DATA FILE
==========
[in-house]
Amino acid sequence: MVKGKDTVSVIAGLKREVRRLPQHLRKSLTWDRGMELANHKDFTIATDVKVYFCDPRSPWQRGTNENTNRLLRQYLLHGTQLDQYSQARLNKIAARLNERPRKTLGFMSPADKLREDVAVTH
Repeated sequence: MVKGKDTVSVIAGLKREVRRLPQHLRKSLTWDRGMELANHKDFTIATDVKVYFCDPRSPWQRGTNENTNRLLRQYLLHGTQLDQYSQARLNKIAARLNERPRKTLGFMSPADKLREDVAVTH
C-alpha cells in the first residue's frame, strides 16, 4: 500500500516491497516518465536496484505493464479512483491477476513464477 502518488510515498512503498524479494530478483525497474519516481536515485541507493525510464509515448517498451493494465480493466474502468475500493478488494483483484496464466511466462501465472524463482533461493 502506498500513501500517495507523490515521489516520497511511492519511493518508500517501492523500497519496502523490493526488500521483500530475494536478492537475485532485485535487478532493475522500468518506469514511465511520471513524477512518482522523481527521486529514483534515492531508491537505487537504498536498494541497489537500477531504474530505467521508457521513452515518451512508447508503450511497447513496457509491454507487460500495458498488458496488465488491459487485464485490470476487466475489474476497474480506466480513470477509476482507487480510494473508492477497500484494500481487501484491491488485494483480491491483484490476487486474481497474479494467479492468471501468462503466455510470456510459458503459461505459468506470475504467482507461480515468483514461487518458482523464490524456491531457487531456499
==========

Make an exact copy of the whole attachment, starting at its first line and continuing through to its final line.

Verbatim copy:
[in-house]
Amino acid sequence: MVKGKDTVSVIAGLKREVRRLPQHLRKSLTWDRGMELANHKDFTIATDVKVYFCDPRSPWQRGTNENTNRLLRQYLLHGTQLDQYSQARLNKIAARLNERPRKTLGFMSPADKLREDVAVTH
Repeated sequence: MVKGKDTVSVIAGLKREVRRLPQHLRKSLTWDRGMELANHKDFTIATDVKVYFCDPRSPWQRGTNENTNRLLRQYLLHGTQLDQYSQARLNKIAARLNERPRKTLGFMSPADKLREDVAVTH
C-alpha cells in the first residue's frame, strides 16, 4: 500500500516491497516518465536496484505493464479512483491477476513464477 502518488510515498512503498524479494530478483525497474519516481536515485541507493525510464509515448517498451493494465480493466474502468475500493478488494483483484496464466511466462501465472524463482533461493 502506498500513501500517495507523490515521489516520497511511492519511493518508500517501492523500497519496502523490493526488500521483500530475494536478492537475485532485485535487478532493475522500468518506469514511465511520471513524477512518482522523481527521486529514483534515492531508491537505487537504498536498494541497489537500477531504474530505467521508457521513452515518451512508447508503450511497447513496457509491454507487460500495458498488458496488465488491459487485464485490470476487466475489474476497474480506466480513470477509476482507487480510494473508492477497500484494500481487501484491491488485494483480491491483484490476487486474481497474479494467479492468471501468462503466455510470456510459458503459461505459468506470475504467482507461480515468483514461487518458482523464490524456491531457487531456499